Winnipeg Free Press - PRINT EDITION

Native leaders hope feasting with city police heals wounds

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THE fractious relationship between Winnipeg's aboriginal and law enforcement communities -- punctuated by charges of racism and accusations of cultural ignorance -- are moving toward reconciliation.

Aboriginal leaders and community members, RCMP, Winnipeg police, firefighters and representatives of the military will spend the next four days feasting and celebrating to honour the men and women they consider to be modern warriors and heroes.

"There's been a difficult relationship between the aboriginal population and the police," says elder Art Shofley, organizer of the Bear Clan gathering, which is expected to attract more than 100 people.

"The idea of it is to bring back to the forefront the idea of supporting our police and our military. They're part of our community and we value them."

The Bear Clan is traditionally considered to be made up of those responsible for safeguarding the community, the warriors and the providers of food. Tonight, members of the RCMP and the Winnipeg police will prepare and serve food they have bought for the feast.

"This is very grassroots," says Shofley. "This is restorative justice at its very basic roots."

The gathering, which will be held on the grounds of the Behavioral Foundation in St. Norbert, will be kicked off with a large assembly this afternoon.

Winnipeg Police Service deputy chief Menno Zacharias, Winnipeg Fire Paramedic Service chief Wes Shoemaker, RCMP assistant commissioner Gerry Braun, Mayor Glenn Murray and members of the Sgt. Tommy Price cadet corps will march in behind eagle staffs.

If all this seems far removed from the mistrust and hatred of the J. J. Harper days, Shofley says it is past time those bridges were mended.

"We can sit back and let the animosity get worse or we can move forward," he says. "We could deplore the situation or we can be constructive. This is an effort on our part to be constructive, to take action. We're choosing to believe the glass is half-full."

Murray will be honoured for the establishment of an aboriginal strategy and for his efforts to develop an urban reserve.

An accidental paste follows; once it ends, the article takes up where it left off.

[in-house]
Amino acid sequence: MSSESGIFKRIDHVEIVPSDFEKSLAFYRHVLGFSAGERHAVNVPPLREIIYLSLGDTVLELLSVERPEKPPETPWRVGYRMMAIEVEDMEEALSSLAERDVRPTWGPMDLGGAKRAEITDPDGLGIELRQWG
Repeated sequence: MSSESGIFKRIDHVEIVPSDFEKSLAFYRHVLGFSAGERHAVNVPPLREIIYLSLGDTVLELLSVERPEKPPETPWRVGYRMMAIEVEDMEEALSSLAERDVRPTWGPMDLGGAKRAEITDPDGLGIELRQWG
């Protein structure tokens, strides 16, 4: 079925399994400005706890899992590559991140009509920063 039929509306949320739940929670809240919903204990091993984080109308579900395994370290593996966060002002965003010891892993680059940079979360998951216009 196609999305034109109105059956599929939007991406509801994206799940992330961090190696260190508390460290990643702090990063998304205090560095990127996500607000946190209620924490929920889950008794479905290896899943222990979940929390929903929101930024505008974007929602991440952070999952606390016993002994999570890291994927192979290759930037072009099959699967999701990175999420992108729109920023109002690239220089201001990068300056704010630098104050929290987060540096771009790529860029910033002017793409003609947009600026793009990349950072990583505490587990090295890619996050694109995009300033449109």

Aboriginal strategy

Urban reserves are city properties owned by First Nations bands. They allow aboriginals to launch commercial ventures and enjoy some degree of immunity from sales and income taxes. The creation of urban reserves is part of Winnipeg's aboriginal strategy, approved by city council last month.

Two projects are currently being eyed by Buffalo Point First Nation and eight other southeast bands, for urban reserve status -- a $2-million office building at 360 Broadway, which has been owned for the last six years by the Southeast Resource Development Council Corporation, formerly the Southeast Tribal Council.

Buffalo Point has also agreed to purchase and convert the abandoned Starland Theatre on Main Street and an accompanying empty lot from Centre Venture Corp., the city's downtown development agency. The property will be used for as-yet-undetermined commercial development.

"We want to acknowledge that this mayor and this council has officially opened the door to the aboriginal people, to build on the positive," says Shofley. "We've been officially accepted into this city and it's high time. We know what it's like to be marginalized. We need to be seen as bringing gifts."

Can it work? Can a four-day spiritual event really begin to heal the wounds of generations? Will this gathering really result in long-term change?

Those who have committed to the event believe it will.

Rick Kosowan, a city police officer on loan to the Winnipeg Aboriginal Youth Cities Project, says the gathering is a chance for mutual respect to be shown.

"It's an opportunity for all voices to be heard and respected," says Kosowan. "It's a chance for law enforcement and military to be recognized and to also recognize the value of the aboriginal community. Changes are already underway and this is a chance to build on that."

Deeper understanding

Zacharias says a teepee and eagle staff recently obtained by the police service indicate a deeper understanding of aboriginal culture.

"I think it's one of those two-way streets," he says. "There's a benefit, real significance to doing it."

PPCLI company Sgt.-Major Tim Power says the event has great meaning for the troops.

"I think for the military, for a few years we've been trying to celebrate the diversity that makes us strong. The fact that we do have aboriginal soldiers, that we honour Sgt. Tommy Price has great meaning."

After four days of feasting, honouring elders and celebrating the warriors, the organizers hope both the aboriginal community and the law enforcement representatives leave with greater respect for each other.

"They're giving of themselves, sometimes of their lives for us," says Shofley. "I have a responsibility to support and encourage them."

The public can attend the celebrations. Further information is available at 269-3430, or 986-7420.


Republished from the Winnipeg Free Press print edition October 22, 2003 $sourceSection$sourcePage

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